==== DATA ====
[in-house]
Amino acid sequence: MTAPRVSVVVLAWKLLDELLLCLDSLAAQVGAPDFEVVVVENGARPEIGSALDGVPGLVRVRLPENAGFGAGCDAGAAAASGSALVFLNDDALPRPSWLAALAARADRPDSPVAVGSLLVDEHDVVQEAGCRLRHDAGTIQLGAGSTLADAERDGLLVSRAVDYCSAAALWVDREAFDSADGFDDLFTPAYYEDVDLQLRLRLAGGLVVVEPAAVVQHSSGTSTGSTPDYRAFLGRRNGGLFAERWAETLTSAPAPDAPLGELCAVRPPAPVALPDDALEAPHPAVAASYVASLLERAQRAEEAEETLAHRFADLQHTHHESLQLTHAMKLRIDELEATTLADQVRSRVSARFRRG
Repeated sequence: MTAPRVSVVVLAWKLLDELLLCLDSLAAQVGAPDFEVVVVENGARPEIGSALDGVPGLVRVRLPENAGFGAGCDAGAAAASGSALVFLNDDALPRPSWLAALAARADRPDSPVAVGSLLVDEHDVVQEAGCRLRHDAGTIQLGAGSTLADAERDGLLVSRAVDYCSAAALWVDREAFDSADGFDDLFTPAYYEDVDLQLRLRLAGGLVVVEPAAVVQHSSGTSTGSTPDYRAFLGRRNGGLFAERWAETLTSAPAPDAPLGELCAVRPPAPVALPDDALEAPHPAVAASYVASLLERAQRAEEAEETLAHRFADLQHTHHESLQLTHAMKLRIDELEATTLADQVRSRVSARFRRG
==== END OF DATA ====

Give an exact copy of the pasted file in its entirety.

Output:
[in-house]
Amino acid sequence: MTAPRVSVVVLAWKLLDELLLCLDSLAAQVGAPDFEVVVVENGARPEIGSALDGVPGLVRVRLPENAGFGAGCDAGAAAASGSALVFLNDDALPRPSWLAALAARADRPDSPVAVGSLLVDEHDVVQEAGCRLRHDAGTIQLGAGSTLADAERDGLLVSRAVDYCSAAALWVDREAFDSADGFDDLFTPAYYEDVDLQLRLRLAGGLVVVEPAAVVQHSSGTSTGSTPDYRAFLGRRNGGLFAERWAETLTSAPAPDAPLGELCAVRPPAPVALPDDALEAPHPAVAASYVASLLERAQRAEEAEETLAHRFADLQHTHHESLQLTHAMKLRIDELEATTLADQVRSRVSARFRRG
Repeated sequence: MTAPRVSVVVLAWKLLDELLLCLDSLAAQVGAPDFEVVVVENGARPEIGSALDGVPGLVRVRLPENAGFGAGCDAGAAAASGSALVFLNDDALPRPSWLAALAARADRPDSPVAVGSLLVDEHDVVQEAGCRLRHDAGTIQLGAGSTLADAERDGLLVSRAVDYCSAAALWVDREAFDSADGFDDLFTPAYYEDVDLQLRLRLAGGLVVVEPAAVVQHSSGTSTGSTPDYRAFLGRRNGGLFAERWAETLTSAPAPDAPLGELCAVRPPAPVALPDDALEAPHPAVAASYVASLLERAQRAEEAEETLAHRFADLQHTHHESLQLTHAMKLRIDELEATTLADQVRSRVSARFRRG